When I told people I was dyslexic, I could breathe. I felt OK...like I'm normal.
“I’ve been tested for dyslexia 5 times…3 times in elementary for private tutoring and a 504 Plan, and twice for an IEP in middle school. In 7th grade, I went to my first IEP Eligibility meeting. It was so scary. My mom was in tears. I held her hand. She told the people in the room that I wasn’t reading at the same level as my classmates and asked them for help. They said I didn’t need an IEP. It was hard because I knew there was something happening in my brain and it’s hard to show it without doing really bad in school. We were never prepared for what they said in those meetings. They were so nice about it, but they’d say, ‘Looking at the data, we just can’t give you these accommodations.’ And I’d think, ‘But why not?’ I guess schools can’t give IEPs to everyone. I don’t know why the process is so hard, but I finally got an IEP in 8th grade.
I used to be embarrassed to tell anyone that I’m dyslexic. I thought something was wrong with me. I wasn’t comfortable with people thinking I was different. I looked the same, I did the same in school, and I’ve always been a good student. But I didn’t want people to think I’m not as smart as I am because I can’t do certain things. Now, all of my friends know I’m dyslexic. When I told people, I could breathe. I felt OK…like I’m normal. I should have just told people forever ago.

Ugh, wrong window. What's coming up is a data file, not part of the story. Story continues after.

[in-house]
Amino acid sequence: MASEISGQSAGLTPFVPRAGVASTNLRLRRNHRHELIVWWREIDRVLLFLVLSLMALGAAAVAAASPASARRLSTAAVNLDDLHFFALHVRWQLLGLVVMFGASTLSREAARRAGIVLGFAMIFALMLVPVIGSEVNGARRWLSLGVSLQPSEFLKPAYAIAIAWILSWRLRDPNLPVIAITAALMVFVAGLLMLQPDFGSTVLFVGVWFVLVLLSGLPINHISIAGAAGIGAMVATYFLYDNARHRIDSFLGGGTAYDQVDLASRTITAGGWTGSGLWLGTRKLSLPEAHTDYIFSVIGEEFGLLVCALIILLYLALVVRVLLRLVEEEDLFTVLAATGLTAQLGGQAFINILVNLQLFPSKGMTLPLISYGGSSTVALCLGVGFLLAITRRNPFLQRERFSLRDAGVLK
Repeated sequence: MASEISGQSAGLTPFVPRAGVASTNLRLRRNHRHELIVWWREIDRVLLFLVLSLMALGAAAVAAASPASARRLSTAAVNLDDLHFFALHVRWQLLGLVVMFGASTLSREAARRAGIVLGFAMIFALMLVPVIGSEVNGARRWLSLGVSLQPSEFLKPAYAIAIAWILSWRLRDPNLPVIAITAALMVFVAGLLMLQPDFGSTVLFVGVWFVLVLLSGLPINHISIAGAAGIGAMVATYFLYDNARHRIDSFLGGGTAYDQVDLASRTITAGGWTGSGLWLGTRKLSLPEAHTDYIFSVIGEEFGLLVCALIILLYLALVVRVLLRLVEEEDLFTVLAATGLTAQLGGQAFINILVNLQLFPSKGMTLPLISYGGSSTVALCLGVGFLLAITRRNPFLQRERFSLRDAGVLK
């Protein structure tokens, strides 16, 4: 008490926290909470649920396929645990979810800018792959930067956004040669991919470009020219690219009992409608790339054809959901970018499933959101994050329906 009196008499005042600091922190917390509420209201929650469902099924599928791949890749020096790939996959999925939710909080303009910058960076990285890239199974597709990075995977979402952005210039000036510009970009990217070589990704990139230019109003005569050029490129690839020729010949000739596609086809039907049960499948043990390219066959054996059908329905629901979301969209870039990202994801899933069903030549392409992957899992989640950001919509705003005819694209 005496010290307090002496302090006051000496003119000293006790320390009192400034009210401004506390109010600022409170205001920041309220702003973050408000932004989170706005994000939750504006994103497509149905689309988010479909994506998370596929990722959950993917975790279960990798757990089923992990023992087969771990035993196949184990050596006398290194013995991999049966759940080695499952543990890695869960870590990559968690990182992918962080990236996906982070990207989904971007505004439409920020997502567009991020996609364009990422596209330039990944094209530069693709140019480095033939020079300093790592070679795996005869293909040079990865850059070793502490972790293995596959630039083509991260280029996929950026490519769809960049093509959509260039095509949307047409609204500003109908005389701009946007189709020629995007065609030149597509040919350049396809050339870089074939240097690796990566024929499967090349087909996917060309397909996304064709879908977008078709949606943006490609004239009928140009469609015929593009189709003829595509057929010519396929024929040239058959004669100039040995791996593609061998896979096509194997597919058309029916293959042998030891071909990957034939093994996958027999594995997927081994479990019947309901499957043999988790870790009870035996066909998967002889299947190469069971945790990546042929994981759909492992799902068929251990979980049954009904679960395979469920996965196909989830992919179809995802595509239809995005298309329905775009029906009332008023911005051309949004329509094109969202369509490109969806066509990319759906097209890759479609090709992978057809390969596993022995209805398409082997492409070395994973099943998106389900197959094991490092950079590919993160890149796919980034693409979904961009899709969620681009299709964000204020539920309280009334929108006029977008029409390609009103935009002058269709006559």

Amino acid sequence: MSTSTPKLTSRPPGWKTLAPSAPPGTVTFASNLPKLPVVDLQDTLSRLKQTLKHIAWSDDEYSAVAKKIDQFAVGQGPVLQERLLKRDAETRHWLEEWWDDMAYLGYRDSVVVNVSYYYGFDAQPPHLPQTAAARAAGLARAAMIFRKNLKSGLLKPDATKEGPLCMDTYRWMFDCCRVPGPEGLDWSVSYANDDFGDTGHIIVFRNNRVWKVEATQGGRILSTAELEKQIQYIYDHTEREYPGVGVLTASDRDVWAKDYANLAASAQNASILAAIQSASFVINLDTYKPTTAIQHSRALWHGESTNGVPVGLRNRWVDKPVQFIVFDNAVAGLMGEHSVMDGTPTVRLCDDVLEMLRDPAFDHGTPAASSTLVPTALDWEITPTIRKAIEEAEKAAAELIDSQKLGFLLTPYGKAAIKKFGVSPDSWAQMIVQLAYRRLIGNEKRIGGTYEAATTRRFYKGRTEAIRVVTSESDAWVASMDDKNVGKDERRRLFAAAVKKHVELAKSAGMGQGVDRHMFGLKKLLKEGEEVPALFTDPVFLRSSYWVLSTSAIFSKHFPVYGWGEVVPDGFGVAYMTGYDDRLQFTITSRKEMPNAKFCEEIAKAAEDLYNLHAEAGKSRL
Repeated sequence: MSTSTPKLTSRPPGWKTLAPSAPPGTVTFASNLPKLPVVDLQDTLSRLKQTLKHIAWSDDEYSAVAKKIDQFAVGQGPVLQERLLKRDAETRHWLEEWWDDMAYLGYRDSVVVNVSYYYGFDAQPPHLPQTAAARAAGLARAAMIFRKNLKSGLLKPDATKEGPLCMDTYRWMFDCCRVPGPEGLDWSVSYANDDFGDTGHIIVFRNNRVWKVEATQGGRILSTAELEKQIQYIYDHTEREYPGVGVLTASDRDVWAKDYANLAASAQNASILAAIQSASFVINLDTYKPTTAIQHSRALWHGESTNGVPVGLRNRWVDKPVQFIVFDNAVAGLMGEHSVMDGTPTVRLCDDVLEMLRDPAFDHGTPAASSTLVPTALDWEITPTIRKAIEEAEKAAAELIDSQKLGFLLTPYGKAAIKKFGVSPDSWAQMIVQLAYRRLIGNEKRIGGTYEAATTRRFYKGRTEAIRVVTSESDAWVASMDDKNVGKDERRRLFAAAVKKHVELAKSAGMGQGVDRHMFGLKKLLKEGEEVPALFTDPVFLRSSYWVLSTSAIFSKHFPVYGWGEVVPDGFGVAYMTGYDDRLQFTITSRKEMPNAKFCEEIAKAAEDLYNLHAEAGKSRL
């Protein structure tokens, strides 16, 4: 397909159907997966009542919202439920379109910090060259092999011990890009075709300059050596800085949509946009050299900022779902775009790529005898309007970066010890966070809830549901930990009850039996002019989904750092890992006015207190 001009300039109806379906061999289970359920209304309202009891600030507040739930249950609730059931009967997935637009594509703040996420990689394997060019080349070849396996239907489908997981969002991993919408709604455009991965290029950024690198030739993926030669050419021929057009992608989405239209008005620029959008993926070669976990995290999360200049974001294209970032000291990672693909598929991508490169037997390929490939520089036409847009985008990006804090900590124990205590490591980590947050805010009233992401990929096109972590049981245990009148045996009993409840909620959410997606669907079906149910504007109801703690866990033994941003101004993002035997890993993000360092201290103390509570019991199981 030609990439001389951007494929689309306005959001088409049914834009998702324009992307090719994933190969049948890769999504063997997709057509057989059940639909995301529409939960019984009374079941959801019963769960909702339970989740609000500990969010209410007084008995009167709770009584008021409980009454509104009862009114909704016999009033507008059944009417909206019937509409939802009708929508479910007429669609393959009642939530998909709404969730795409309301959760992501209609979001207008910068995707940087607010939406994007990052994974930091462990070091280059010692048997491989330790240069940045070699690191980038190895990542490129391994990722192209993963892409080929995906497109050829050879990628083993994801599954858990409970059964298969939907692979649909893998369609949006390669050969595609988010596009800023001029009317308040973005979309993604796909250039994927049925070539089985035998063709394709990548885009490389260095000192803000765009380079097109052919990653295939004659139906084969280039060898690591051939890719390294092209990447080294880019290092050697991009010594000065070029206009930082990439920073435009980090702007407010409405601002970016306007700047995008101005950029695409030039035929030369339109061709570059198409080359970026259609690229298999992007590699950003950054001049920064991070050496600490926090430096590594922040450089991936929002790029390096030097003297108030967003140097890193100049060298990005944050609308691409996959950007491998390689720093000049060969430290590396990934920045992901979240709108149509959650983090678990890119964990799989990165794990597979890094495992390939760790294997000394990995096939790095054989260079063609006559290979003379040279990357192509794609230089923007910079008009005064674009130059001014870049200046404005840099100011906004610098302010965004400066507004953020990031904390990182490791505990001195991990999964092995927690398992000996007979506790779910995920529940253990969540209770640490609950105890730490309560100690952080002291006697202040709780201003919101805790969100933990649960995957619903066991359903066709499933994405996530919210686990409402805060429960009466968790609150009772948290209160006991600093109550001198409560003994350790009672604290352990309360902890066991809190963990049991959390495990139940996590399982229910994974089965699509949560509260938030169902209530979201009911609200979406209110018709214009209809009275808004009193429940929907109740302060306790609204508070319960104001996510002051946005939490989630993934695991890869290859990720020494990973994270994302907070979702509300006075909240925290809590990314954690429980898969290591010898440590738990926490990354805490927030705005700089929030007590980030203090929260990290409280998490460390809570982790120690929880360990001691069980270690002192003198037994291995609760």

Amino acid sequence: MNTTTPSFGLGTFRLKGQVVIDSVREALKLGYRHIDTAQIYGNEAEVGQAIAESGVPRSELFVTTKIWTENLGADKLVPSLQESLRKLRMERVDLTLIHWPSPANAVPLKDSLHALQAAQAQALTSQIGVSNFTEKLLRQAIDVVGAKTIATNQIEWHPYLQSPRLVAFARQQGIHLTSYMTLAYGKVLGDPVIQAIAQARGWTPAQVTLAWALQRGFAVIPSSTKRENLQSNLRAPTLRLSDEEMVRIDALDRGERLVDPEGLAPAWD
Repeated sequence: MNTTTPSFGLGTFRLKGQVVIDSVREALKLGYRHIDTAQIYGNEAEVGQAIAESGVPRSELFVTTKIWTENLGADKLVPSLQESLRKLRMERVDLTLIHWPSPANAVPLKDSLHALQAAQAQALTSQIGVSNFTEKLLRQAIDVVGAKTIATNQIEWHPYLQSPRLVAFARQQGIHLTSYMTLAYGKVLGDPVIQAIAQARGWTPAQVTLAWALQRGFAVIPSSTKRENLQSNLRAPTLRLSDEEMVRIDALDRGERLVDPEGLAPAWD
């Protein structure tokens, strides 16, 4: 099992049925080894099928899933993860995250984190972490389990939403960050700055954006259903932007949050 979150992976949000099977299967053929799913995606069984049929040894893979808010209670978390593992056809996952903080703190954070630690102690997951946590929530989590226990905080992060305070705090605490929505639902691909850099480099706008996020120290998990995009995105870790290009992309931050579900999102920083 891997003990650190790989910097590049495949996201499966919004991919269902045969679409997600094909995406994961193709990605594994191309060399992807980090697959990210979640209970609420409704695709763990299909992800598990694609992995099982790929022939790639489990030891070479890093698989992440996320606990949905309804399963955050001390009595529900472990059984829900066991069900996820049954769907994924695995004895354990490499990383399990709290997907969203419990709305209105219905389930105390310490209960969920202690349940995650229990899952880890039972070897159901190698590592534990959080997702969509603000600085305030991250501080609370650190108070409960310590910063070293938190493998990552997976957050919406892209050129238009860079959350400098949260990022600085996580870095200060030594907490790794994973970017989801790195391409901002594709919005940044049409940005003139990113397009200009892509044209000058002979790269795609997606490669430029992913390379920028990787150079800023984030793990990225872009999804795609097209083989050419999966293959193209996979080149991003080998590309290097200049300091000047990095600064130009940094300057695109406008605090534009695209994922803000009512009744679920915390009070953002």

Getting older has made it easier to talk to teachers instead of feeling so small and afraid. I would never say, ‘I can’t read this.’ Now, I can say, ‘I don’t have the energy to read today.’ I’m not worried because I know they are just a person and they’re not going to tell me, ‘No, you have to read this or it will affect your grade.’ I’ve become less nervous probably because I’ve been going to more meetings now about dyslexia.
I really like the way my teacher this year is letting us read the play “Taming of the Shrew” aloud in class. Each day, everyone picks a random card and reads that character’s part. My teacher lets me pick my part ahead of time, so I can look it over before class. This way feels like I have a choice rather than my teacher forcing me to read. It’s kinda fun because I’m still participating, but choosing how much I want to be part of it.”